Pelosi, Reid Urge Bush To Begin Iraq Pullout

President Considering Three 'Surge' Options

Washington Post Staff Writers
Saturday, January 6, 2007; Page A01

House Speaker Nancy Pelosi and Senate Majority Leader Harry M. Reid declared yesterday that "it is time to bring the war to a close" and warned President Bush that sending more U.S. troops to Iraq would be unacceptable to the Democratic majorities that have just taken over Congress.

Directly challenging Bush's wartime leadership on their second day in charge on Capitol Hill, Democrats Pelosi (Calif.) and Reid (Nev.) sent Bush a letter suggesting that, instead of starting a short-term escalation, he begin a phased withdrawal of U.S. forces in the next four to six months. The mission of remaining troops, they said, should be shifted away from combat toward more training, logistics and counterterrorism.

The newly ascendant Democrats are trying to preempt the president before he announces his new strategy. As he prepares for a nationally televised address next week, officials said, Bush is considering three main options to bolster U.S. forces in Iraq: a relatively modest deployment of fewer than 4,000 additional troops, a middle-ground alternative involving about 9,000 and, the most aggressive idea, flowing 20,000 more troops into the country.

In a speech today unveiling his own revised security plan, Iraqi Prime Minister Nouri al-Maliki is expected to publicly welcome additional U.S. troops, a condition requested by the Bush administration. Maliki's cooperation is pivotal to Bush's own efforts. Bush told Maliki in a videoconference Thursday that the United States is willing to help but that Maliki has to deliver along the way, U.S. officials said.

In preparation for the shift in strategy, Bush reshuffled his national security leadership team yesterday. He replaced the top two generals running the Iraq war, named a new Army chief of staff, moved his intelligence director over to the State Department and put a veteran officer in charge of intelligence. Officials have said he also plans to move his ambassador in Baghdad to the United Nations and replace him with a veteran diplomat.

Over the next few days before his speech, Bush is conducting intensive consultations with lawmakers, foreign allies and advisers. He met with lawmakers from both parties yesterday and plans to talk with leaders of Britain, Australia and possibly Denmark, countries that still have major military contingents in Iraq, according to U.S. officials and diplomats. The White House said he will talk with both Pelosi and Reid before announcing his new strategy.

White House press secretary Tony Snow said the sessions with lawmakers have featured "some vigorous exchanges" and have been useful. "The fact is that these meetings may not be happy-face 'Kumbaya,' but they have been very constructive in the sense that people are talking respectfully about important issues and expressing their ideas," he said. "And some of them are quite interesting. And we're taking them into account."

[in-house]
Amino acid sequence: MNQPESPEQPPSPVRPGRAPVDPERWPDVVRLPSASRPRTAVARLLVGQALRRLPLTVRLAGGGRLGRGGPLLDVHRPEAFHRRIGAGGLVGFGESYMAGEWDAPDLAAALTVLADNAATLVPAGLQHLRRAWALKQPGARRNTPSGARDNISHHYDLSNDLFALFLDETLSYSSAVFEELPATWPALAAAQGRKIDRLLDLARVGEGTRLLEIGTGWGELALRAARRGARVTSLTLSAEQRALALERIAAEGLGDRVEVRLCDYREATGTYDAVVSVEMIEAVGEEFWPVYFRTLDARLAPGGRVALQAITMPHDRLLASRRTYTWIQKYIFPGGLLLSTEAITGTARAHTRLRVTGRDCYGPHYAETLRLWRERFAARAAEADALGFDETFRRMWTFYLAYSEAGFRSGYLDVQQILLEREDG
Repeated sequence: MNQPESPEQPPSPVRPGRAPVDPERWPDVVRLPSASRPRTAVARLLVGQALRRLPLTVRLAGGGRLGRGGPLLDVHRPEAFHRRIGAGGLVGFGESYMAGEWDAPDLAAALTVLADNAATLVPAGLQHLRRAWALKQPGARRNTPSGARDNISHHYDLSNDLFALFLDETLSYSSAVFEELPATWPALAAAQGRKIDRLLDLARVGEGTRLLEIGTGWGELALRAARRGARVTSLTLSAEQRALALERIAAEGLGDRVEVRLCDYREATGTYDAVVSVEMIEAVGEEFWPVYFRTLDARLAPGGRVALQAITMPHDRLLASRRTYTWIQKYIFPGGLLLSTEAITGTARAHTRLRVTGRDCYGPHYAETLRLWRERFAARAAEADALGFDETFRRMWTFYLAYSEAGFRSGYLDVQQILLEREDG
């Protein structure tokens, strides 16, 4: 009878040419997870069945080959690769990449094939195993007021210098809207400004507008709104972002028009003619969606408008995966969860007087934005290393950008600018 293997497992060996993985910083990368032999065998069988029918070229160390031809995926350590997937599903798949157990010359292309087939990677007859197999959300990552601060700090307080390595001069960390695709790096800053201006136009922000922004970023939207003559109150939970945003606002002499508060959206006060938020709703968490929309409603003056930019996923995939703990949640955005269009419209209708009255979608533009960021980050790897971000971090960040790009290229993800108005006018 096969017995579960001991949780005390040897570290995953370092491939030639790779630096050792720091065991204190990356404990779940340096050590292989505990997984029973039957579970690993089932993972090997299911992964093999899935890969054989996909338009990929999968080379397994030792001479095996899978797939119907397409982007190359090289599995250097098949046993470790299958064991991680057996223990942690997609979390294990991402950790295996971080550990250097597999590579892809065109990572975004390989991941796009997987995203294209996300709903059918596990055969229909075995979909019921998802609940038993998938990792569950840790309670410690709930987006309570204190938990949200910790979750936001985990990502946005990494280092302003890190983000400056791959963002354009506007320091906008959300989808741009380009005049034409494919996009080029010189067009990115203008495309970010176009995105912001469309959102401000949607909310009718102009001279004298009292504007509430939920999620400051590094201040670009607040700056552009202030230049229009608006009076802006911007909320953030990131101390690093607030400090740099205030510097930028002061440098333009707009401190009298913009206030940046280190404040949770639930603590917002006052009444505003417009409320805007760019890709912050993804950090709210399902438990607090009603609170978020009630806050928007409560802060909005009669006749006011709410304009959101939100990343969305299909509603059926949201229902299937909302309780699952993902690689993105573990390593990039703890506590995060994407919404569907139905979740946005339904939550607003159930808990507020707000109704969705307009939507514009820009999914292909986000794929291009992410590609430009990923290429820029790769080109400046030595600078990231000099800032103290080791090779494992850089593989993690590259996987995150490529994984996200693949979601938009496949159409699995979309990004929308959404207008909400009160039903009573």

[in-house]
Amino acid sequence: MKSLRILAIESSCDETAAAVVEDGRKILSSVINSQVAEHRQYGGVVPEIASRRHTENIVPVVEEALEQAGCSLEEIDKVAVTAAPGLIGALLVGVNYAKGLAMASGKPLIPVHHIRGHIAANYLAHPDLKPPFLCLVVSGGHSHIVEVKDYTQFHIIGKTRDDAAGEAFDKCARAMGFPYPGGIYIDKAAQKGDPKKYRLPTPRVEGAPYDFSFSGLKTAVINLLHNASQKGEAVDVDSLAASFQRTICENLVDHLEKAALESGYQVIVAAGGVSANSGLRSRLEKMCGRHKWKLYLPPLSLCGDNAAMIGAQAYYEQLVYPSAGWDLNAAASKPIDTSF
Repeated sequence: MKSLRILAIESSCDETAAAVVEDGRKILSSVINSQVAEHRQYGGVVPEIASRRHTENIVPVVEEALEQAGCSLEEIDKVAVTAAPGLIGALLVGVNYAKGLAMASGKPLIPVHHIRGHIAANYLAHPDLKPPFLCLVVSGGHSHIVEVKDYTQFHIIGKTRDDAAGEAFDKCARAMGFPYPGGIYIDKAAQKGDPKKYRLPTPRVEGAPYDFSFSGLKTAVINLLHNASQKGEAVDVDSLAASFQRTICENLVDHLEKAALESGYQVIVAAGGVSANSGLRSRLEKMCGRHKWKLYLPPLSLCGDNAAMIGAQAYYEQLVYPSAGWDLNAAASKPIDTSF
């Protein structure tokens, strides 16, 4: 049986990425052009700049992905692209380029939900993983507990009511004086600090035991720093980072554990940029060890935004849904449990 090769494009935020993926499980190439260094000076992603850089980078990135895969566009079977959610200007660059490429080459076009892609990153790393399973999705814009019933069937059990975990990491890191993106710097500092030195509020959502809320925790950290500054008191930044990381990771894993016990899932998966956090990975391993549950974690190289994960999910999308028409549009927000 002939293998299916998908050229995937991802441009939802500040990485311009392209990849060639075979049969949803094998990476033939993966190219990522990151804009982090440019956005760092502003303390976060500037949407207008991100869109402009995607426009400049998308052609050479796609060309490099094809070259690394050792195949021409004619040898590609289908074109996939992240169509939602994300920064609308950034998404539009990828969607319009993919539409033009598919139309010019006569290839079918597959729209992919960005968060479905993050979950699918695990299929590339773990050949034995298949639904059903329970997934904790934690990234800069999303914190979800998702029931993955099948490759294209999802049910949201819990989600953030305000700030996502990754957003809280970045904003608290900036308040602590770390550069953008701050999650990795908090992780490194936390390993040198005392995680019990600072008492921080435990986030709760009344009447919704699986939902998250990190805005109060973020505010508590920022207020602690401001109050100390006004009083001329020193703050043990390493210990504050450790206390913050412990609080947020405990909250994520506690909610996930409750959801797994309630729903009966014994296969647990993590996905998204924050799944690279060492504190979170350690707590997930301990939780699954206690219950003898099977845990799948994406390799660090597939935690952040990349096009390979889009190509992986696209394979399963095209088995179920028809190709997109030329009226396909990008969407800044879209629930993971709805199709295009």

But some lawmakers have left the meetings unsatisfied. Sen. Ben Nelson (Neb.), a conservative Democrat needed by Bush if he hopes to have any support across the aisle, said he pressed the president yesterday to provide a clear and specific mission before ordering additional forces to Iraq. "The White House has to make the case for sending in more troops before they send the troops," he said. "We need a new direction, not just a new slogan."

Even many Republicans appear unenthusiastic about troop increases. Senate Minority Whip Trent Lott (R-Miss.) said Thursday night on MSNBC's "Hardball" that he might say no to the surge. "I want to know what it all is," Lott said of Bush's overall plan. "But here's my main point: We've got to change the status quo. At some point we've got to say to the Iraqis, 'Congratulations. Saddam is dead. We've given you an opportunity for peace and freedom. It's yours.' "

The letter by Pelosi and Reid sent a signal that the new congressional leadership intends to be aggressive in voicing opposition to Bush's handling of the war. With their new majorities, they have a bigger political megaphone and more ability to bring pressure to bear. At the same time, Pelosi and Reid have eschewed using the main legislative mechanism to change policy, namely cutting off funding for the war.

"Surging forces is a strategy that you have already tried and that has already failed," Pelosi and Reid wrote. "Like many current and former military leaders, we believe that trying again would be a serious mistake. . . . Adding more combat troops will only endanger more Americans and stretch our military to the breaking point for no strategic gain."

By releasing the sternly worded letter, Democratic leaders hoped to jump ahead of Bush and set the agenda for the weekend talk shows. Rep. Rahm Emanuel (Ill.), chairman of the House Democratic Caucus, said the party wants to address even the terminology of the White House plan, defining it not as a "surge" but as an "escalation." "People are going to know [the president] has a very critical audience in the Democratic Congress on this proposal," he said.

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